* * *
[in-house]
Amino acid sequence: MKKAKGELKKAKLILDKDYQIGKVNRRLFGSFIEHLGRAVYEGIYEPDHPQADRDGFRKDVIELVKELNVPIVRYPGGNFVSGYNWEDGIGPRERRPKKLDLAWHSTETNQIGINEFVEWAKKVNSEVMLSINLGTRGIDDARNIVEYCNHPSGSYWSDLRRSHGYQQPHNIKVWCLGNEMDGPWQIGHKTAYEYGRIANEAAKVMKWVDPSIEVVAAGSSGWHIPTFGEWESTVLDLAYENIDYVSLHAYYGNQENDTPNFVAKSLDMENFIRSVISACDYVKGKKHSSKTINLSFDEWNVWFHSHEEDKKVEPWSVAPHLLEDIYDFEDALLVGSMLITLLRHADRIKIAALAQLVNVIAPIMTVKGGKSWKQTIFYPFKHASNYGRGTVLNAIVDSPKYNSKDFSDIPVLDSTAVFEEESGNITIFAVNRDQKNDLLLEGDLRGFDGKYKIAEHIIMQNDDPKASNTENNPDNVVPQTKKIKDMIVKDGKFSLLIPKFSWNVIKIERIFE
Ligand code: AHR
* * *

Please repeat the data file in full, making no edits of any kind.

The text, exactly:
[in-house]
Amino acid sequence: MKKAKGELKKAKLILDKDYQIGKVNRRLFGSFIEHLGRAVYEGIYEPDHPQADRDGFRKDVIELVKELNVPIVRYPGGNFVSGYNWEDGIGPRERRPKKLDLAWHSTETNQIGINEFVEWAKKVNSEVMLSINLGTRGIDDARNIVEYCNHPSGSYWSDLRRSHGYQQPHNIKVWCLGNEMDGPWQIGHKTAYEYGRIANEAAKVMKWVDPSIEVVAAGSSGWHIPTFGEWESTVLDLAYENIDYVSLHAYYGNQENDTPNFVAKSLDMENFIRSVISACDYVKGKKHSSKTINLSFDEWNVWFHSHEEDKKVEPWSVAPHLLEDIYDFEDALLVGSMLITLLRHADRIKIAALAQLVNVIAPIMTVKGGKSWKQTIFYPFKHASNYGRGTVLNAIVDSPKYNSKDFSDIPVLDSTAVFEEESGNITIFAVNRDQKNDLLLEGDLRGFDGKYKIAEHIIMQNDDPKASNTENNPDNVVPQTKKIKDMIVKDGKFSLLIPKFSWNVIKIERIFE
Ligand code: AHR